USELETTER

Going Virtual: How to Engage, Develop and Inspire Leaders by Taking Leadership Development Online

The best organizations know that their leaders- their people – are the key to their business success. But how can they develop leaders effectively now that the live events, travel, and in-person interaction that make leadership development so engaging are suddenly off-limits?

The challenges are real, but so is the urgency to find good solutions, because employees need support now more than ever. You can provide support in a way that is engaging, impactful, and powerful. We understand the challenges you are facing.

We know that leadership development programs can take a back seat to the urgent priorities businesses face today, but as executive coaches, consultants, and advisors to businesses and teams around the world, we also know they are desperately needed. Employees at every level are struggling not just to adjust to their new reality, but because they feel disconnected from each other, demotivated by the interruption in their careers and lives, and disincentivized by a “new normal” that deprioritizes their development.

We understand. We know that you don’t want to suspend the programs you worked so hard to perfect, and we know you value not only your people but also value the opportunity to grow and develop top talent. It’s just that “on top of everything else,” trying to suddenly redesign all of your programs to fit a virtual platform seems awfully overwhelming. As a result, some organizations are canceling or postponing programs, and while that may be the easy answer, it may also be seriously detrimental. Employees need to know they are still valued, and their company is willing to invest in them, grow them, and advance them so they can stay motivated and engaged.

Luckily, it is possible to serve and support your talented leaders, even in a virtual, work-from-home world. Just listen to the comments of a leader we know who attended what was supposed to be a high-touch, inspiring, two-day kick-off to a prestigious leadership development program – one that we suddenly pivoted to transform into an online version when the pandemic forced businesses to shutdown.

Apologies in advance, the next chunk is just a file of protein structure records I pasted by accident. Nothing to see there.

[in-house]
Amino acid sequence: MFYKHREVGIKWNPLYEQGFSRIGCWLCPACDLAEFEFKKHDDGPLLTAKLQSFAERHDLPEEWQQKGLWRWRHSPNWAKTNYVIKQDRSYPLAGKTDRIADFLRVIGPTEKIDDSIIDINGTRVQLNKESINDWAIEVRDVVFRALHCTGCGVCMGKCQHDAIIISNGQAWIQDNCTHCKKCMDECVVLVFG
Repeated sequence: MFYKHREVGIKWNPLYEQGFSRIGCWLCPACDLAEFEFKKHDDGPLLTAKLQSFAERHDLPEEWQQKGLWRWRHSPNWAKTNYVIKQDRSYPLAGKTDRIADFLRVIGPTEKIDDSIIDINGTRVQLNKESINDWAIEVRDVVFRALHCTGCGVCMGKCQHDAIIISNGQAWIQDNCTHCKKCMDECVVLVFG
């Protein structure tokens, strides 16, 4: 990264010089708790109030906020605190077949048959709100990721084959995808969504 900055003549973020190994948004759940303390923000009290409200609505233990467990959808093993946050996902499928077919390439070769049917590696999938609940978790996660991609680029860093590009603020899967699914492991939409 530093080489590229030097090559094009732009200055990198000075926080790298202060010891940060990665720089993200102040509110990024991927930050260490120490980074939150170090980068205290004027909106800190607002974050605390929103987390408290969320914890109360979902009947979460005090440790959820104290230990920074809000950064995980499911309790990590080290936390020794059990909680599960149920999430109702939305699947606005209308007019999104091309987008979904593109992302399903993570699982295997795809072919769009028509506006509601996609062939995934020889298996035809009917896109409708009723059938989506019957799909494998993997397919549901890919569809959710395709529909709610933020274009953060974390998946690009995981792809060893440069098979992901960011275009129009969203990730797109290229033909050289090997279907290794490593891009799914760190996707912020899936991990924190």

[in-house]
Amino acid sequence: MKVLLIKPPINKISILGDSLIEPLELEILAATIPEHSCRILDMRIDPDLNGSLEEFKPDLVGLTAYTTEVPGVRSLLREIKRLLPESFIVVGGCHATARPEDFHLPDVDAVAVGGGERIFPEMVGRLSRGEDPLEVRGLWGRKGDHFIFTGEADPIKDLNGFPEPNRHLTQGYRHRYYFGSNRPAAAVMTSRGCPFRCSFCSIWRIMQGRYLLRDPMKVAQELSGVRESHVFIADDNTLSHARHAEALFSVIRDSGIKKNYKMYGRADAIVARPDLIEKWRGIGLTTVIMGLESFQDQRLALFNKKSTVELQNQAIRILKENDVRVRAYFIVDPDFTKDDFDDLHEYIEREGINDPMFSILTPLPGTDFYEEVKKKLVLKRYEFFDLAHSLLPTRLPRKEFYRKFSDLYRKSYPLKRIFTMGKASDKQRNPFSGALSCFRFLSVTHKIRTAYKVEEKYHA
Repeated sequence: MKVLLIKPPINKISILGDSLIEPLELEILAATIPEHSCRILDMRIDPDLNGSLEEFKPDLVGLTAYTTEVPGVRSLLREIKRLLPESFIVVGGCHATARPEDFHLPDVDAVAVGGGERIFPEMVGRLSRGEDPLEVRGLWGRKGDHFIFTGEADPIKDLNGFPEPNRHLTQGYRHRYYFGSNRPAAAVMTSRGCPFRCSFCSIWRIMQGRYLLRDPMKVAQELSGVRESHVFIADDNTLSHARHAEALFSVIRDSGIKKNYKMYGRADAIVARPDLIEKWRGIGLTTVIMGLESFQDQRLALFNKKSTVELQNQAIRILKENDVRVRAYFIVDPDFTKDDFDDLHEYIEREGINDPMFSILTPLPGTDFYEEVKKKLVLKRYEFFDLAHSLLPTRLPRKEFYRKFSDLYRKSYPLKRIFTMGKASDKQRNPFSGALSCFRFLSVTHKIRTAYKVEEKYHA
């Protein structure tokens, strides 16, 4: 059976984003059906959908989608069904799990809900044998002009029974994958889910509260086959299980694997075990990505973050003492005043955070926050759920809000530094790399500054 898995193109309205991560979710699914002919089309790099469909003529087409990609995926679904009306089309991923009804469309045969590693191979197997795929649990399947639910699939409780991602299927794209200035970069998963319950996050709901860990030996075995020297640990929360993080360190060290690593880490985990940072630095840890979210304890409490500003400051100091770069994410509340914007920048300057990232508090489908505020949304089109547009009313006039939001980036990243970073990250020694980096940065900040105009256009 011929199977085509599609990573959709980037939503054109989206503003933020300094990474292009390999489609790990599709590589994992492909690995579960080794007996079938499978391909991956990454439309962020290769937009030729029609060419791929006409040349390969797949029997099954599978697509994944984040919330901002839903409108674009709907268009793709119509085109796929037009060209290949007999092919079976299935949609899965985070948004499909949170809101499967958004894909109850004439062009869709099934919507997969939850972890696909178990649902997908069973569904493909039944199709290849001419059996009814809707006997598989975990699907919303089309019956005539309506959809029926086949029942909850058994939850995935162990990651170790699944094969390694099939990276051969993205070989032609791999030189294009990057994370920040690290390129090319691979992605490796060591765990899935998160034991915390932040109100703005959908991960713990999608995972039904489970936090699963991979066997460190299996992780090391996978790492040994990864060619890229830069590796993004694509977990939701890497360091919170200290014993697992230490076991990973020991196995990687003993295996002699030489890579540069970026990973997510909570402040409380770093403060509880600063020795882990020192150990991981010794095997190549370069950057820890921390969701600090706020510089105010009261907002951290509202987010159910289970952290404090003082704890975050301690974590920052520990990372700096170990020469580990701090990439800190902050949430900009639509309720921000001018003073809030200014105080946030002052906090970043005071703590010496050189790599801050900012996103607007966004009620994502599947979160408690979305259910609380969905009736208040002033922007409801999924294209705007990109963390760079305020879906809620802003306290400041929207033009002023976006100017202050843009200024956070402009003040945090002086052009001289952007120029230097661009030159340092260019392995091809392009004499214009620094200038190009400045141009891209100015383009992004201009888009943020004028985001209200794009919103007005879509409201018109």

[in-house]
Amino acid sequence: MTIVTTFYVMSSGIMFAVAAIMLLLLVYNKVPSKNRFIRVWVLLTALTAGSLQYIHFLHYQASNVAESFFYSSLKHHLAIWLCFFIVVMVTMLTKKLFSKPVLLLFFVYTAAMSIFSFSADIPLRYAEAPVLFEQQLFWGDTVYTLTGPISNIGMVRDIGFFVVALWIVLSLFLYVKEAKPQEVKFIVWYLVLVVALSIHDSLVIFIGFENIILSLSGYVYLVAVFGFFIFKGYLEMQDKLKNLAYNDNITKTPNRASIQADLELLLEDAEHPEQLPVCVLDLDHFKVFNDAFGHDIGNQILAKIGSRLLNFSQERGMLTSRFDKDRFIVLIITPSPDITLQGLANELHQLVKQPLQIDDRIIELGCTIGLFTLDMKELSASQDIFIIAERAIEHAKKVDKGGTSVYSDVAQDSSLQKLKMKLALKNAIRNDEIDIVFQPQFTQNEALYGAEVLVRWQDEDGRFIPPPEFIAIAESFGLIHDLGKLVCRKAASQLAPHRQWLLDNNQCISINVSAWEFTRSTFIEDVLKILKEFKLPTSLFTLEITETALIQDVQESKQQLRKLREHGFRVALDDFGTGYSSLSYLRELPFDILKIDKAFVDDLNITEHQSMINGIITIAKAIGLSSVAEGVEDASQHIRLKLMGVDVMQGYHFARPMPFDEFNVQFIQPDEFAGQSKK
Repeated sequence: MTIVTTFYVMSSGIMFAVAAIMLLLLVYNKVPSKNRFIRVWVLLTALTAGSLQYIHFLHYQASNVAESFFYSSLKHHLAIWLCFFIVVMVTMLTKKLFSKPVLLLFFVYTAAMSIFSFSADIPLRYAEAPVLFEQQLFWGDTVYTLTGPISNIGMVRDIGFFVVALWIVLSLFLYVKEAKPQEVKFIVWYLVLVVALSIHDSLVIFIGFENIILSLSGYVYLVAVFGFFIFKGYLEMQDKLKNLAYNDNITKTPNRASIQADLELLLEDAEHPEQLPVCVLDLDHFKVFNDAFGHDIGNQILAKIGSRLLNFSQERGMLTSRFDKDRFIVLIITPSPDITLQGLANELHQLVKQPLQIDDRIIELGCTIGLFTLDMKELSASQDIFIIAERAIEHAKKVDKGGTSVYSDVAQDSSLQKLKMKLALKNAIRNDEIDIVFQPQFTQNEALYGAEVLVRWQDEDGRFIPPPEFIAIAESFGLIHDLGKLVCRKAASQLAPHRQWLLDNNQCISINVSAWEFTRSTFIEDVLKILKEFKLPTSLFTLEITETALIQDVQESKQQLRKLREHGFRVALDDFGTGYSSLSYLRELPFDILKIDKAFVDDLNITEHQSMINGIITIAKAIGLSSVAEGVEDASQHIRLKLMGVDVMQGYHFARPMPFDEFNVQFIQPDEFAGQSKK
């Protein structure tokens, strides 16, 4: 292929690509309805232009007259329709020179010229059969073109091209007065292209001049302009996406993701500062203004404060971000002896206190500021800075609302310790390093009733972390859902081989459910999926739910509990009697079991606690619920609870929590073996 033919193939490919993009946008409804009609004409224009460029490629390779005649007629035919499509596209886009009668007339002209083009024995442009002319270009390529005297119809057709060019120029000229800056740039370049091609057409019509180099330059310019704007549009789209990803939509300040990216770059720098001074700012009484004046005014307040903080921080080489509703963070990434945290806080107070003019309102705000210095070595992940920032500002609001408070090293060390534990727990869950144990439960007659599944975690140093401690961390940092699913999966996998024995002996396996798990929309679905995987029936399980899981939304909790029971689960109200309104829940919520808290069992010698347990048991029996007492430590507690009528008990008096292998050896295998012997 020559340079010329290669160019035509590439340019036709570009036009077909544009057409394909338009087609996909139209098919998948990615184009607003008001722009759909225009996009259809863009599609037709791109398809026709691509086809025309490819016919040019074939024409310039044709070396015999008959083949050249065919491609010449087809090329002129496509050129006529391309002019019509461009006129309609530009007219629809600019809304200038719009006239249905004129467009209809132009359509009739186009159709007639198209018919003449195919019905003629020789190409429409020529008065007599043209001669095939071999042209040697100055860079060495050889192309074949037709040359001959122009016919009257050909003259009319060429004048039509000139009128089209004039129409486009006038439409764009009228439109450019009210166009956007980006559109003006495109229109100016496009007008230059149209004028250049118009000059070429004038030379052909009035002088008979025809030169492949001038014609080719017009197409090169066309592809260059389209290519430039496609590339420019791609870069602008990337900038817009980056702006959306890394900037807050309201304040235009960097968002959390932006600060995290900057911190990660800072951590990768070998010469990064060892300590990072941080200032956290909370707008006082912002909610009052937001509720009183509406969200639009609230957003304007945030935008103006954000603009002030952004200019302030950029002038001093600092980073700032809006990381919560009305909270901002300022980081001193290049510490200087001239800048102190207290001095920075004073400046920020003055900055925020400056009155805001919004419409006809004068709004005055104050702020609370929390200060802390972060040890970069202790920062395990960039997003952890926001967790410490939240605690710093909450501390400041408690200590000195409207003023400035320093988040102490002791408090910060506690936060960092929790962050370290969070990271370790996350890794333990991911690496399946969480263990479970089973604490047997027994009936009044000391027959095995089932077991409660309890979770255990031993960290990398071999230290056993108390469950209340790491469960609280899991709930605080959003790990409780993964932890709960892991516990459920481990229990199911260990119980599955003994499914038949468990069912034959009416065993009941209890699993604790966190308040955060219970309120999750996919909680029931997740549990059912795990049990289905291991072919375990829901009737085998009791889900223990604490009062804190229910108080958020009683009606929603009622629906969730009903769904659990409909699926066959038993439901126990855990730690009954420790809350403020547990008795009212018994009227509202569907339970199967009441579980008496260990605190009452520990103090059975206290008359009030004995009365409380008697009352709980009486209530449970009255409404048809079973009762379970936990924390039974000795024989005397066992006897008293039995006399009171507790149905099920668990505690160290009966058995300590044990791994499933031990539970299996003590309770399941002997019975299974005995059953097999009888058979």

“It is great how quickly time flies while I was attending the sessions, how close I felt to the group and all things I have already learned and how quickly I can start to put new ideas into practice now!”

Any facilitator or executive sponsor would be pleased to hear their program had made a positive impact on participants, but the fact that such an impact can be achieved virtually– that’s a result businesses now need.

If you are looking at your flagship in-person leadership development programs and are wondering, “How do we make this work?” in the new coronavirus reality, your concerns are well founded. They are also not beyond hope. We’ll show you how.

We can show you how, because we know how. At LRI, we are no newcomers to virtual leadership development. For the past 10 years, we have been bringing large scale, global virtual programming to international organizations so their leadership development programs can reach their participants in every corner of the world. The very strategies that have been so effective in a pre-Covid world are equally effective now.

We know going virtual isn’t always easy. Here’s where we’d like to help. Below follow our principles for designing virtual leadership development that we hope will help you “be there” for your employees now when they need you most.